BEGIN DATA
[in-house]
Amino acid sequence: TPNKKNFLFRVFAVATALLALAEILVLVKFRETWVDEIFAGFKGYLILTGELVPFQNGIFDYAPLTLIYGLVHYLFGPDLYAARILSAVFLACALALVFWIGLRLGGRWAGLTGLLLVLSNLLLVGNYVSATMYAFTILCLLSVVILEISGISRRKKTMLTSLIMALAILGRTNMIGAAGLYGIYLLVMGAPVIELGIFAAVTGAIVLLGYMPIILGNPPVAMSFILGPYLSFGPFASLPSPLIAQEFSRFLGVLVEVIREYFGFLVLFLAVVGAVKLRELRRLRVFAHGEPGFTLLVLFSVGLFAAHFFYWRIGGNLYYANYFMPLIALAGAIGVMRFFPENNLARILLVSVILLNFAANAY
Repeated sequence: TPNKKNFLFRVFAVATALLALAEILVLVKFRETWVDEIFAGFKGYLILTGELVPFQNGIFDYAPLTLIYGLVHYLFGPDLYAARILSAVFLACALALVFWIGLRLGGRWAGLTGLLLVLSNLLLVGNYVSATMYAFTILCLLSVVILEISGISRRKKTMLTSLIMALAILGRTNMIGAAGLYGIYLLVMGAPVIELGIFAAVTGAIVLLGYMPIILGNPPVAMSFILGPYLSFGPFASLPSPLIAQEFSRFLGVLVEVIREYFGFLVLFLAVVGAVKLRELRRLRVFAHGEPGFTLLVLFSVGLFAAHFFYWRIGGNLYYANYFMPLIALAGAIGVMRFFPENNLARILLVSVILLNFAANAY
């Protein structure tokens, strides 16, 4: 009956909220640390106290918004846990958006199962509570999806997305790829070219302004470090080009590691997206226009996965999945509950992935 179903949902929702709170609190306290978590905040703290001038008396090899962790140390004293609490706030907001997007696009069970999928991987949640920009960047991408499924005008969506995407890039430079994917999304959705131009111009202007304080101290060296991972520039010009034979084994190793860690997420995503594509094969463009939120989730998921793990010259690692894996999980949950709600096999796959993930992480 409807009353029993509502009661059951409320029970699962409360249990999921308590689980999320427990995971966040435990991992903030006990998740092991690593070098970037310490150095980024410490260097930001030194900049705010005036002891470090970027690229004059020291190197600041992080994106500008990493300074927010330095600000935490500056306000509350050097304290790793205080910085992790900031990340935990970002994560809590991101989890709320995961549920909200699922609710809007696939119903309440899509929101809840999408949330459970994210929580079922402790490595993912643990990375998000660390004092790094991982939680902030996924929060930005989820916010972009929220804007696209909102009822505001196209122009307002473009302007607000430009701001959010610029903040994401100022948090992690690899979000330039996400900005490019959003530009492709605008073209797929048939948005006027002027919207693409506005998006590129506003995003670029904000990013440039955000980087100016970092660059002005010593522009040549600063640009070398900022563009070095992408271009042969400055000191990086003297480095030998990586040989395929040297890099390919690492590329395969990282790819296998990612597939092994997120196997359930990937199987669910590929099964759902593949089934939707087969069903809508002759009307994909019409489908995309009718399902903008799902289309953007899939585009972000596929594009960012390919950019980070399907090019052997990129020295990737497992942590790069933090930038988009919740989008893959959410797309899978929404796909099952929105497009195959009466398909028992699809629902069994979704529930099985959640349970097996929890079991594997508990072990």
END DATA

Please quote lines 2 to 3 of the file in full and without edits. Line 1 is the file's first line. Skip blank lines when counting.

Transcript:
Amino acid sequence: TPNKKNFLFRVFAVATALLALAEILVLVKFRETWVDEIFAGFKGYLILTGELVPFQNGIFDYAPLTLIYGLVHYLFGPDLYAARILSAVFLACALALVFWIGLRLGGRWAGLTGLLLVLSNLLLVGNYVSATMYAFTILCLLSVVILEISGISRRKKTMLTSLIMALAILGRTNMIGAAGLYGIYLLVMGAPVIELGIFAAVTGAIVLLGYMPIILGNPPVAMSFILGPYLSFGPFASLPSPLIAQEFSRFLGVLVEVIREYFGFLVLFLAVVGAVKLRELRRLRVFAHGEPGFTLLVLFSVGLFAAHFFYWRIGGNLYYANYFMPLIALAGAIGVMRFFPENNLARILLVSVILLNFAANAY
Repeated sequence: TPNKKNFLFRVFAVATALLALAEILVLVKFRETWVDEIFAGFKGYLILTGELVPFQNGIFDYAPLTLIYGLVHYLFGPDLYAARILSAVFLACALALVFWIGLRLGGRWAGLTGLLLVLSNLLLVGNYVSATMYAFTILCLLSVVILEISGISRRKKTMLTSLIMALAILGRTNMIGAAGLYGIYLLVMGAPVIELGIFAAVTGAIVLLGYMPIILGNPPVAMSFILGPYLSFGPFASLPSPLIAQEFSRFLGVLVEVIREYFGFLVLFLAVVGAVKLRELRRLRVFAHGEPGFTLLVLFSVGLFAAHFFYWRIGGNLYYANYFMPLIALAGAIGVMRFFPENNLARILLVSVILLNFAANAY